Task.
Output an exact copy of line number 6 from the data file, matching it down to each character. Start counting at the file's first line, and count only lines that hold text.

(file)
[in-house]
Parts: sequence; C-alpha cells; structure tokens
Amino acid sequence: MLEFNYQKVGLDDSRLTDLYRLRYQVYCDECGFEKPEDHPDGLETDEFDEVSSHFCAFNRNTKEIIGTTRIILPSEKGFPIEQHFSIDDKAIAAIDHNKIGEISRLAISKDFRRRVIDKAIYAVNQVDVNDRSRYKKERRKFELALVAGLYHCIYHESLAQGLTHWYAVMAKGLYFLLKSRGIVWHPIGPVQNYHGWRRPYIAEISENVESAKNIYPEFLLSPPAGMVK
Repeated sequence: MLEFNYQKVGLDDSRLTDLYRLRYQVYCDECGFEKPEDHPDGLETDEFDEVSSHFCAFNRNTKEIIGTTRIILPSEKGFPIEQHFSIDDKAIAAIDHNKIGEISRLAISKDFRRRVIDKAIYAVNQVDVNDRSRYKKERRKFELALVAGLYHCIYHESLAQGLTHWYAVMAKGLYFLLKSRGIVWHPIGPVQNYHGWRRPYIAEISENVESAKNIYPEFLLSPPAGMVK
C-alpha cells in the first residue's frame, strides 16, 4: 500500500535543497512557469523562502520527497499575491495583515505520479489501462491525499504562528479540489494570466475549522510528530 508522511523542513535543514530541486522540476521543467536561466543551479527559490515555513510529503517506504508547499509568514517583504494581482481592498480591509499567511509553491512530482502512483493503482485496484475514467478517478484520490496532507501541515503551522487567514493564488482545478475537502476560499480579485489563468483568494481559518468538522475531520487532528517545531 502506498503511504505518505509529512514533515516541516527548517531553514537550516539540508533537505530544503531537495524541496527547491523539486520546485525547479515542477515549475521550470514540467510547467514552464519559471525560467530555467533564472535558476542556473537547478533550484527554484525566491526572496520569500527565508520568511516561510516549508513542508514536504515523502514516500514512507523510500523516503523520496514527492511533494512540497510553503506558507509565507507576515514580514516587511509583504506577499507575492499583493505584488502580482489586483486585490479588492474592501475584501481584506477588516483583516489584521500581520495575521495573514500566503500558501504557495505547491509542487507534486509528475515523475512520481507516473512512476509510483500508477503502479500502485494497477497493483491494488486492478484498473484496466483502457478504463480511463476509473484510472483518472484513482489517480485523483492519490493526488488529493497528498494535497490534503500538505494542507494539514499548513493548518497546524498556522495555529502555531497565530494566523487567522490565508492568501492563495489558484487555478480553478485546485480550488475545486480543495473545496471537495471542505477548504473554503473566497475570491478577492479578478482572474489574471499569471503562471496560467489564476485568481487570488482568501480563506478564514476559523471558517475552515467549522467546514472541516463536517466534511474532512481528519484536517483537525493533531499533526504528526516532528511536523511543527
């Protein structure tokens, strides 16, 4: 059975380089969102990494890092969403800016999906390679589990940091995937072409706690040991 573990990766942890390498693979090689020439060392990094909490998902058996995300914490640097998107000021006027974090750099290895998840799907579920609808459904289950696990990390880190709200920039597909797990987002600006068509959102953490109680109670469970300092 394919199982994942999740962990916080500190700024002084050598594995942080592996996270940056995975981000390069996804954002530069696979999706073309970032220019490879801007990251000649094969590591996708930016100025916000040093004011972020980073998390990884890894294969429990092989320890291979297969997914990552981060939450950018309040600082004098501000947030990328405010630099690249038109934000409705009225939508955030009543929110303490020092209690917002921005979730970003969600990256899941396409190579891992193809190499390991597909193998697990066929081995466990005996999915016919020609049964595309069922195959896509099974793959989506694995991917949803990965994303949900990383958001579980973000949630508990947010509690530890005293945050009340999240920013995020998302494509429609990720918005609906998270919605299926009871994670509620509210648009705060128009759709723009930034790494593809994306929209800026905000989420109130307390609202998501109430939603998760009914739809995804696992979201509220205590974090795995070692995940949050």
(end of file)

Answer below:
């Protein structure tokens, strides 16, 4: 059975380089969102990494890092969403800016999906390679589990940091995937072409706690040991 573990990766942890390498693979090689020439060392990094909490998902058996995300914490640097998107000021006027974090750099290895998840799907579920609808459904289950696990990390880190709200920039597909797990987002600006068509959102953490109680109670469970300092 394919199982994942999740962990916080500190700024002084050598594995942080592996996270940056995975981000390069996804954002530069696979999706073309970032220019490879801007990251000649094969590591996708930016100025916000040093004011972020980073998390990884890894294969429990092989320890291979297969997914990552981060939450950018309040600082004098501000947030990328405010630099690249038109934000409705009225939508955030009543929110303490020092209690917002921005979730970003969600990256899941396409190579891992193809190499390991597909193998697990066929081995466990005996999915016919020609049964595309069922195959896509099974793959989506694995991917949803990965994303949900990383958001579980973000949630508990947010509690530890005293945050009340999240920013995020998302494509429609990720918005609906998270919605299926009871994670509620509210648009705060128009759709723009930034790494593809994306929209800026905000989420109130307390609202998501109430939603998760009914739809995804696992979201509220205590974090795995070692995940949050």